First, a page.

Equatorial Guinea

Equatorial Guinea has been the fastest-growing economy in the world for the past twenty-five years, boosting its relative economic standing by 2017% (percentage change in Cg). It was the fastest-growing economy in the ten years to 2000, when its Cg rose from 0.072 to 0.666 or by 817%. It was the discovery of off-shore oil wells that allowed this sudden growth in revenues based on oil and gas exports. Between 2000 and 2005, it was again the fastest-growing economy in the world, with Cg growth of 181.5%. World Bank data show net FDI inflows at

US$3.06 billion for these years. In the following four-year period (2005-2009), its relative economic growth fell 3.2%, even though net FDI inflows were still at US$2.56 billion (2008 was the only year with a net FDI outflow). Between 2009 and 2014, net FDI inflows increased to their highest level, US$10.57 billion.30 In spite of still rising net FDI inflows nearly four times the level for the previous four-year period, falling oil and gas prices in 2013 and 2014 undermined further economic progress. Indeed, between 2009 and 2014, Equatorial Guinea was one of the worst performers in the world and its relative economic position fell 20.7%.

According to UNCTAD data (which is close to World Bank data for this country) its FDI stock to GDP ratio was up from 81.3% in 2012 to 120.6% in 2014.31 The major foreign investors were from the United States, China, and France. The country does not provide national data through an International Investment Position, but in spite ofits relative de jure financial closedness, with a Chinn-Ito index score of 0.1639 for 2000-2014 (Ka_open normalized value of 16.38),32 the FDI stock to GDP ratio shows that it had attained a high level of de facto financial openness.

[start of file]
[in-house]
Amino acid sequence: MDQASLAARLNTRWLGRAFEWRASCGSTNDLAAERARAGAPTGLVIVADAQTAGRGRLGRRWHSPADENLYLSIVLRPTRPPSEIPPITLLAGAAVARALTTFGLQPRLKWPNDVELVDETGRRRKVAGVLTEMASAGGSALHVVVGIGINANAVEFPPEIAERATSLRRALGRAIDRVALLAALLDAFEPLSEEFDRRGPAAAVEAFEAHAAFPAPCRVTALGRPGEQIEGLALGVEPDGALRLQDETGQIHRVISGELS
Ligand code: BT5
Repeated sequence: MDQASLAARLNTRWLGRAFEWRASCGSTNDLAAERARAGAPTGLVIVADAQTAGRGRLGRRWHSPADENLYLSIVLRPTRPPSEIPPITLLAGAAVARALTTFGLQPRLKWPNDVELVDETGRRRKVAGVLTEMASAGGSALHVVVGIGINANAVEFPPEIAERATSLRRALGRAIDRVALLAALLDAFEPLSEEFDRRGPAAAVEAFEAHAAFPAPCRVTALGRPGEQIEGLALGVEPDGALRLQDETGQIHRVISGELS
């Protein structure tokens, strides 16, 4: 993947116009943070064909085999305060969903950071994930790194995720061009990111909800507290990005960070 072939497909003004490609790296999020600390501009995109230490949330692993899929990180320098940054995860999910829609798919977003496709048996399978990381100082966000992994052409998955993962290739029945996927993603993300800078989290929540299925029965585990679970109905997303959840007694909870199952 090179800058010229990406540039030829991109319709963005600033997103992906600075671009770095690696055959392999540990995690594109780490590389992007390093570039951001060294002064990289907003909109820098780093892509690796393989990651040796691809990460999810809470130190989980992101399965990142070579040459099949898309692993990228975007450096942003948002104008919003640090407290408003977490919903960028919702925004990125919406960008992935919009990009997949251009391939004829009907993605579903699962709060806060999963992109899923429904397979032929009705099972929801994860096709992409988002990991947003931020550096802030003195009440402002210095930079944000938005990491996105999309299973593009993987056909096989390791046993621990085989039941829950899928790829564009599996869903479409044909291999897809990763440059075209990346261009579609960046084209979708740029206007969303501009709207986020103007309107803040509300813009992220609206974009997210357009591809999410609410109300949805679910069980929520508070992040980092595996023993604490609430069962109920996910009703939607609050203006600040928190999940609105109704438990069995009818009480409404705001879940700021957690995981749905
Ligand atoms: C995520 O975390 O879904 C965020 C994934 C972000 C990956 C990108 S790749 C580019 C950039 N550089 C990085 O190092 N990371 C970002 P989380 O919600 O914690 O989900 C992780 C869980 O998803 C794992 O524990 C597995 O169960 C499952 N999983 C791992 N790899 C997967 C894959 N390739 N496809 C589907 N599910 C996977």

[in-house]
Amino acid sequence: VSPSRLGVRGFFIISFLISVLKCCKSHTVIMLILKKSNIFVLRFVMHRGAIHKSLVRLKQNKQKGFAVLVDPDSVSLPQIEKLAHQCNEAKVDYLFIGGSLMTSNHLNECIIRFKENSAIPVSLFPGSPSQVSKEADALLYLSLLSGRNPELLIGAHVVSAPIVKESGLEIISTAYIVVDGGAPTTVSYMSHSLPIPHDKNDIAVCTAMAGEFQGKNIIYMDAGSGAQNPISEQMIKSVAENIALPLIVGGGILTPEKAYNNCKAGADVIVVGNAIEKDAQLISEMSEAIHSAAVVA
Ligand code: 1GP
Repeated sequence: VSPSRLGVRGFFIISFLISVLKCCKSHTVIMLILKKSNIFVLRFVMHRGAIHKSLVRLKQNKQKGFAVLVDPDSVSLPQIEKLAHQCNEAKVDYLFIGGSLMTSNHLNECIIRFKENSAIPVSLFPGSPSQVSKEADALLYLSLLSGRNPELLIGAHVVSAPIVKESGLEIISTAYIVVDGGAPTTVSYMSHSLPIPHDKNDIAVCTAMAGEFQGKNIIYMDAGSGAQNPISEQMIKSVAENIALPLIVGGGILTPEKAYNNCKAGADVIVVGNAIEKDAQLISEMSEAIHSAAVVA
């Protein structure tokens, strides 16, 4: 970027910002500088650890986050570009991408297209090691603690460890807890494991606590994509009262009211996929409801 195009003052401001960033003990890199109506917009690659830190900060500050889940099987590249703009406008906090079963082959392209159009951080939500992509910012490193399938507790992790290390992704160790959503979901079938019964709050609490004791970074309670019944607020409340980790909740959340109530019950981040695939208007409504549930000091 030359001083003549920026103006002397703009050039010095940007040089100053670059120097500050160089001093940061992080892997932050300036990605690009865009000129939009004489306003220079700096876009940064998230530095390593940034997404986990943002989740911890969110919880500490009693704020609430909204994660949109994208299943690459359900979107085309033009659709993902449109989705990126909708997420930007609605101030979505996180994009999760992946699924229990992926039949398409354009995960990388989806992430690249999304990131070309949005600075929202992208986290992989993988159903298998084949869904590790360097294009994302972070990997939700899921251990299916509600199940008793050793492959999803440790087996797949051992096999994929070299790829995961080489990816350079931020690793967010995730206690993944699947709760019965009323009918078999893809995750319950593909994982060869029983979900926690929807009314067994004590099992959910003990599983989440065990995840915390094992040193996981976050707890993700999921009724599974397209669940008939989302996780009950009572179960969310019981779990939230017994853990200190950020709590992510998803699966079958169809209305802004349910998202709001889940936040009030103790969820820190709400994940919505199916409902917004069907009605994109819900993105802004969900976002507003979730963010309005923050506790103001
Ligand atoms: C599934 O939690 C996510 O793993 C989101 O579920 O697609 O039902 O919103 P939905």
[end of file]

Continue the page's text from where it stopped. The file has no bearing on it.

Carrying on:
Equatorial Guinea’s growth rates were very high between 1990 and 2005 (both relative rates as measured by the Cg and absolute as measured by GDP per capita), but the country has experienced economic backsliding in relative terms over the last ten years and in absolute terms since 2009. According to UNDP data, however, thanks to earlier growth the country has managed to transition from the group of undeveloped countries into the group of countries with medium human development (measured by HDI). In the 2000-2014, the country pushed up its HDI from 0.526 to 0.587 and life expectancy at birth is up from 48.2 in 1990 to 57.6 in 2014, which is undeniably significant progress. The increase in GNI per capita from US$1,207 to US$21,05633 (by a factor of 17.4, measured in constant US$ from 2011 in PPP terms) shows that the major increase in revenues, after repatriation of their share by foreign investors to their countries of origin, has been distributed within a relatively narrow social layer.

Equatorial Guinea’s de facto financial openness to foreign investment in the energy sector played a key role in achieving such high rates ofeconomic growth from 1990 to 2005. The steep growth in its FDI stock to GDP ratio between 2009 and 2014 was, however, negatively correlated to actual growth rates. Equatorial Guinea based its attractiveness to FDI on its energy sector and rising oil and gas prices, and though the composition of FDI has shifted in recent years towards more intensive investment in infrastructural projects, the impact may not be felt in the short or even medium term.

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